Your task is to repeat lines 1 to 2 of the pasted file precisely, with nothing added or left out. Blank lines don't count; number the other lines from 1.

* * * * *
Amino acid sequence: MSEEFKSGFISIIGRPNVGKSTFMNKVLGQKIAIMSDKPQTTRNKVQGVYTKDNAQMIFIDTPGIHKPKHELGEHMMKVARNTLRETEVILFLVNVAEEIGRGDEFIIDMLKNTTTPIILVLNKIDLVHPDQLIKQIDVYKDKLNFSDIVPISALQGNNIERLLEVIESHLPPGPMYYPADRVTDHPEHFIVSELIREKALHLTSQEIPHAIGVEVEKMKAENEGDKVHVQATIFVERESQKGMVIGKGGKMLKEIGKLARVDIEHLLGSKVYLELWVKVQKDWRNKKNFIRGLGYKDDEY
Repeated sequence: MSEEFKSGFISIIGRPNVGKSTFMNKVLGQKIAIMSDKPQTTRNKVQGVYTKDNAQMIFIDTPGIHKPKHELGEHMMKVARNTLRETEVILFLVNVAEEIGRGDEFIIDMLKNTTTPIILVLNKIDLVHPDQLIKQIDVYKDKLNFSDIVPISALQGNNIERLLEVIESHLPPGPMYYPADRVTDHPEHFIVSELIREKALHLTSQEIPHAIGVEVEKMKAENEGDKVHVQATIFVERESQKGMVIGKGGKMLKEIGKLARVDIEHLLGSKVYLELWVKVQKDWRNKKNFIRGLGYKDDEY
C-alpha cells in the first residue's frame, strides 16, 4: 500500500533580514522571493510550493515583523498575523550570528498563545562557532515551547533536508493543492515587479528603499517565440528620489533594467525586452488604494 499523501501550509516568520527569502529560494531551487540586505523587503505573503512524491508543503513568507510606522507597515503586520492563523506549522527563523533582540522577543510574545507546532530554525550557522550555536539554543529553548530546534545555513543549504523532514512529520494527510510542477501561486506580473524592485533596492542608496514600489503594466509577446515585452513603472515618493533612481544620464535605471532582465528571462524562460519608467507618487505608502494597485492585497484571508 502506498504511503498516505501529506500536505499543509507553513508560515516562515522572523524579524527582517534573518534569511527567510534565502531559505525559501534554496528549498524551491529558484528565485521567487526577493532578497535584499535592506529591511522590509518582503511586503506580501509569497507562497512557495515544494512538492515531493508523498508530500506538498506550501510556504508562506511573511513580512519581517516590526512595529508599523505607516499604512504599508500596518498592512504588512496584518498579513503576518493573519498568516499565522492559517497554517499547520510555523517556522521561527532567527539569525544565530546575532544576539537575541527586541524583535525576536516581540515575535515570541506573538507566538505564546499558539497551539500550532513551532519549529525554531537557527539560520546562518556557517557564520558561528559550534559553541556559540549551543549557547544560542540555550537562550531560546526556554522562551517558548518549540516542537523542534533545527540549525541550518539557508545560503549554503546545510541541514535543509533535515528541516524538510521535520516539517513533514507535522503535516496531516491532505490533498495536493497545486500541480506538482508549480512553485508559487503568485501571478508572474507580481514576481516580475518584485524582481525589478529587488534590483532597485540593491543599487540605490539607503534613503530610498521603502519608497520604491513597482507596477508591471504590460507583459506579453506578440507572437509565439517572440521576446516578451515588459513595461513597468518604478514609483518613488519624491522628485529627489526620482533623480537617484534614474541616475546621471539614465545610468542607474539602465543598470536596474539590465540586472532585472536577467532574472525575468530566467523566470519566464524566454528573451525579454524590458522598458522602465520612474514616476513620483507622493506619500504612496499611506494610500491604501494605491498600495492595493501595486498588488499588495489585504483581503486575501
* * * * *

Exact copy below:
Amino acid sequence: MSEEFKSGFISIIGRPNVGKSTFMNKVLGQKIAIMSDKPQTTRNKVQGVYTKDNAQMIFIDTPGIHKPKHELGEHMMKVARNTLRETEVILFLVNVAEEIGRGDEFIIDMLKNTTTPIILVLNKIDLVHPDQLIKQIDVYKDKLNFSDIVPISALQGNNIERLLEVIESHLPPGPMYYPADRVTDHPEHFIVSELIREKALHLTSQEIPHAIGVEVEKMKAENEGDKVHVQATIFVERESQKGMVIGKGGKMLKEIGKLARVDIEHLLGSKVYLELWVKVQKDWRNKKNFIRGLGYKDDEY
Repeated sequence: MSEEFKSGFISIIGRPNVGKSTFMNKVLGQKIAIMSDKPQTTRNKVQGVYTKDNAQMIFIDTPGIHKPKHELGEHMMKVARNTLRETEVILFLVNVAEEIGRGDEFIIDMLKNTTTPIILVLNKIDLVHPDQLIKQIDVYKDKLNFSDIVPISALQGNNIERLLEVIESHLPPGPMYYPADRVTDHPEHFIVSELIREKALHLTSQEIPHAIGVEVEKMKAENEGDKVHVQATIFVERESQKGMVIGKGGKMLKEIGKLARVDIEHLLGSKVYLELWVKVQKDWRNKKNFIRGLGYKDDEY